Not good enough? Please don’t believe it!

Are you carrying an ever-increasing burden of unmet expectations and hopelessness? Are you constantly belittling yourself that you could have done more?

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I am not good enough! “

How often do you get this thought that you’ve to be ‘better’ than what you are? You inevitably feel sad and may feel ashamed of yourself. You may procrastinate on pre-planned activities, such as booking a medical appointment or doing a presentation before your class or colleagues.

Can you stop or minimize the impact of “not being good enough”? You can start by trying to identify times when you hesitated to talk to a friend or colleague. You can do this by keeping an automatic thought record, as used in cognitive behaviour therapy: write down your feelings and behaviour.

For example: let’s say you decide not to shop at your neighbourhood store because you don’t want to meet your neighbours. Instead, you drive to a store an hour away to do your weekly groceries. Or you might start staying indoors and avoid leaving the house to avoid facing your “nosy” neighbours.

This avoidant behaviour has a “rebound effect” that leads to more frequent and intense suppressed thoughts. “The paradoxical effect of thought suppression is that it produces a preoccupation with the suppressed thought, a phenomenon termed the ‘rebound effect,'” says psychologist Daniel Wegner.

These negative thoughts affect your self-esteem. For instance, you fail to make the extra effort needed for self-care.

I have worked with clients where my role was for my clients to accept themselves as they are. Many times, the clients have missed important health checkups as they simply do not “have” the time to go to the doctor or keep their appointment for dental work. Instead, they brood and worry about their health and “blame” their spouse or their job for their deteriorating physical health.

What brings on feelings of inadequacy? A clinically depressed individual feels guilty for a long period; they feel worthless and hopeless. These are symptoms of depression the person has, which don’t match their reality.

Another instance is when you’ve to venture out of your comfort zone, you get thoughts of “not being good enough.”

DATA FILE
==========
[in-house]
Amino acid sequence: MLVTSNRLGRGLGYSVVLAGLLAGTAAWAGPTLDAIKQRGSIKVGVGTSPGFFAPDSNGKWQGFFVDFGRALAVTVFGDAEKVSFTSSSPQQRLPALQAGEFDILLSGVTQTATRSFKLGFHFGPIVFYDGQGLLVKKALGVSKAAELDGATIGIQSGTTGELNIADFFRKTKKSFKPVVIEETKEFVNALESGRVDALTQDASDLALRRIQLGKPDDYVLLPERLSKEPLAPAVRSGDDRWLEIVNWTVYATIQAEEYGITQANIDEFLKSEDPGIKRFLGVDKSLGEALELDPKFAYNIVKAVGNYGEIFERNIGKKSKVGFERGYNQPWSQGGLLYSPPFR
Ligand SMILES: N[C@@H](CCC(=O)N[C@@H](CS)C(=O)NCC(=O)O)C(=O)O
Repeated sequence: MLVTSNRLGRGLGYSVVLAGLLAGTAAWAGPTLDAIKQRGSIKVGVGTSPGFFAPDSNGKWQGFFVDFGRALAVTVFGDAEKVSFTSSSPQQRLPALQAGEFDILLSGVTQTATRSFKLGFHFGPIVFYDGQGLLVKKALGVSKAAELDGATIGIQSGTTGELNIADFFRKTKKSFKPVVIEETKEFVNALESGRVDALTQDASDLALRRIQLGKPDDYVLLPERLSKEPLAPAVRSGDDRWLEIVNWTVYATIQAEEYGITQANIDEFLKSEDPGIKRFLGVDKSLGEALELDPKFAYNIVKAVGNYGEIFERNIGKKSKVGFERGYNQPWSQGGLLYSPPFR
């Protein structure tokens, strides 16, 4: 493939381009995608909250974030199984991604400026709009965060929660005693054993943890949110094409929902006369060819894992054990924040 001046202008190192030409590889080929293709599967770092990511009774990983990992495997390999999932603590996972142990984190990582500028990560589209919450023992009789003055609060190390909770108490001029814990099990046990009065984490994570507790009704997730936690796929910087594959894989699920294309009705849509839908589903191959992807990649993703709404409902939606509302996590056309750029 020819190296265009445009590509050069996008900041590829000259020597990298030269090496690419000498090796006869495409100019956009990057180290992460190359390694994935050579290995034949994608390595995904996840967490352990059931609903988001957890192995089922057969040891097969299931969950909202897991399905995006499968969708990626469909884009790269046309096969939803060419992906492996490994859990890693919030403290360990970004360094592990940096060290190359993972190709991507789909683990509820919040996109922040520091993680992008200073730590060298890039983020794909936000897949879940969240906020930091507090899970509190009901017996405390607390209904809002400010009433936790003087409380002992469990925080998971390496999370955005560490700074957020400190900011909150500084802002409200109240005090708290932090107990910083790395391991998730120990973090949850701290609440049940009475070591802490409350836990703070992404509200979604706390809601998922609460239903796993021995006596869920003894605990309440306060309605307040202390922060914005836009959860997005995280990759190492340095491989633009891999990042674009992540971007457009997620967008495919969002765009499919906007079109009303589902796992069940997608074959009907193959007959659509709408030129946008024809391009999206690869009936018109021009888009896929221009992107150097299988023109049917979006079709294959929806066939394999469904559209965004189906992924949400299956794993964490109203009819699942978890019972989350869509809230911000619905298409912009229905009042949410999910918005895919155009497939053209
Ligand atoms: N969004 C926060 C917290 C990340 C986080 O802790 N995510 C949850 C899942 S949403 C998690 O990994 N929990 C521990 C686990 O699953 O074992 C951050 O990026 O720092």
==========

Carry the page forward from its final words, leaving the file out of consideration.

Even though you may have “learned” to live with your negative thoughts, you can learn how to control your behaviours to minimize the impact.

The first step can be to identify the cognitive distortion or illogical error of an all-or-nothing thinking pattern, which leads to seeking perfectionism in all interactions. You blame yourself for any perceived imperfections. Such thoughts do not arise in one day. These thoughts are usually due to an accumulation of perceived rejection by loved ones or by peers.

The next step can be acceptance of one’s insecurities or developing empathy for self. You’re aware of the silent, inner voice that affects your social interactions. It leads to rumination and second-guessing.

Meditation and progressive muscle relaxation help you feel calm. The brain gets into a fight-flight mode when you believe that you’re facing a potentially threatening situation. Deep breathing helps to tame the amygdala, which becomes overactive when it perceives stress.

Even the usage of therapeutic interventions will not wholly eradicate the negative thoughts and feelings you may have about yourself. When you feel emotionally vulnerable, you feel sad and do not feel good about yourself. These emotions can be accompanied by physiological signs of stress, like dizziness or jaw pain. It is imperative to consult medical doctors to understand that these physical health symptoms are not because of any underlying physical health problems.

Having a plan to decrease your negative thinking impact will empower you to accept your shortcomings with a smile unconditionally. You’ll start believing that “not” being “good enough” is acceptable.

This article was published in the Telegraph-Journal.
The picture is from Mind Matters A.S. Consulting; https://www.facebook.com/mindmattersasconsulting/.

Disclaimer: This article is for informational purposes and should not substitute for psychotherapy with a qualified professional

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